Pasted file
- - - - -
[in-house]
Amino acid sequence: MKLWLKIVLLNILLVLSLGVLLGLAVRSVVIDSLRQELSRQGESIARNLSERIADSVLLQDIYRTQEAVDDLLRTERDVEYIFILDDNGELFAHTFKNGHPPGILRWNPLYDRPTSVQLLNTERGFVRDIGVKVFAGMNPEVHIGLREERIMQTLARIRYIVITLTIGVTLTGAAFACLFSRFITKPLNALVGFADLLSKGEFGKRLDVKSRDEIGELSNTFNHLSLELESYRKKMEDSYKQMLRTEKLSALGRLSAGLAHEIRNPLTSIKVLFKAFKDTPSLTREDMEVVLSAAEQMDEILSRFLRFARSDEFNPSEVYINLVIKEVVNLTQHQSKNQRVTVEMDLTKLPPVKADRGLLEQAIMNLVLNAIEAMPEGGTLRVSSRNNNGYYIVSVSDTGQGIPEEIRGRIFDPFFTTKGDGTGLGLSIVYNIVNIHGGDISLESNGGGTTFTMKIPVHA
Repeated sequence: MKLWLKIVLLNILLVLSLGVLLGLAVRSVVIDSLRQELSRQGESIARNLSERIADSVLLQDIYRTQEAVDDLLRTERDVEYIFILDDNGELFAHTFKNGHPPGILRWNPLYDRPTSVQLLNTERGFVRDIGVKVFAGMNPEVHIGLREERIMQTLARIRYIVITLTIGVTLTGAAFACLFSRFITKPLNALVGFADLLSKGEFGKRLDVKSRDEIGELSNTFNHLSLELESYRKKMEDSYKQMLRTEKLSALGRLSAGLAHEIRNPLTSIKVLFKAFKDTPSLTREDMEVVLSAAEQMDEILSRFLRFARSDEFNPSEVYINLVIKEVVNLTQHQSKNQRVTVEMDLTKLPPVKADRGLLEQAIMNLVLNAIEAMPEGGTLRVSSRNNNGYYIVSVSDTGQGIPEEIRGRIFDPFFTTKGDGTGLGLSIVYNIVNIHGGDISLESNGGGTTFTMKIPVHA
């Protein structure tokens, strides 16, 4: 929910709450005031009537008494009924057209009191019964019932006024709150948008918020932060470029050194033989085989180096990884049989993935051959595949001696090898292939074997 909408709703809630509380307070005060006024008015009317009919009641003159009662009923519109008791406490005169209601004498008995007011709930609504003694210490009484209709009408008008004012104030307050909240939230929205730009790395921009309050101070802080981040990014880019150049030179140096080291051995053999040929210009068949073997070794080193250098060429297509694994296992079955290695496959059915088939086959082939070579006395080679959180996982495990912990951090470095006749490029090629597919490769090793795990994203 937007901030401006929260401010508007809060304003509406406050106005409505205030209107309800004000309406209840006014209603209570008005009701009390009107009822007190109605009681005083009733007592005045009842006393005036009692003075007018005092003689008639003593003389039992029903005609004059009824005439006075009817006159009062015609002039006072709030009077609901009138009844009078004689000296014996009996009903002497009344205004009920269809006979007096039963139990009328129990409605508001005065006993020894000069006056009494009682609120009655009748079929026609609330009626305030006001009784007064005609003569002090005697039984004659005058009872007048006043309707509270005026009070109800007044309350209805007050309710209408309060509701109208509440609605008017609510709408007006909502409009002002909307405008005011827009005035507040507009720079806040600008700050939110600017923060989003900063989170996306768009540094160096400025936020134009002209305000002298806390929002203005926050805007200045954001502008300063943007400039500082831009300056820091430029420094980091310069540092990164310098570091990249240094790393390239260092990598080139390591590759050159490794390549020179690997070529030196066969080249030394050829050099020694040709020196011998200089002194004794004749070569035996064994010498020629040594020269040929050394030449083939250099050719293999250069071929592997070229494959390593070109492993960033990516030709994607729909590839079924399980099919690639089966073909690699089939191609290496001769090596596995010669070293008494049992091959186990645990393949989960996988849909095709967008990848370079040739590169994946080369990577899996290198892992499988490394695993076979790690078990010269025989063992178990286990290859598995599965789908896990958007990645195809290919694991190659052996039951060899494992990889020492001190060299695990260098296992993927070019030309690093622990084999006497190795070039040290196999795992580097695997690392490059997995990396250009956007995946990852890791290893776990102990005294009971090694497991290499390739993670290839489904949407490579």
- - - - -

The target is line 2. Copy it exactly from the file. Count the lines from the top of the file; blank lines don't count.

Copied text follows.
Amino acid sequence: MKLWLKIVLLNILLVLSLGVLLGLAVRSVVIDSLRQELSRQGESIARNLSERIADSVLLQDIYRTQEAVDDLLRTERDVEYIFILDDNGELFAHTFKNGHPPGILRWNPLYDRPTSVQLLNTERGFVRDIGVKVFAGMNPEVHIGLREERIMQTLARIRYIVITLTIGVTLTGAAFACLFSRFITKPLNALVGFADLLSKGEFGKRLDVKSRDEIGELSNTFNHLSLELESYRKKMEDSYKQMLRTEKLSALGRLSAGLAHEIRNPLTSIKVLFKAFKDTPSLTREDMEVVLSAAEQMDEILSRFLRFARSDEFNPSEVYINLVIKEVVNLTQHQSKNQRVTVEMDLTKLPPVKADRGLLEQAIMNLVLNAIEAMPEGGTLRVSSRNNNGYYIVSVSDTGQGIPEEIRGRIFDPFFTTKGDGTGLGLSIVYNIVNIHGGDISLESNGGGTTFTMKIPVHA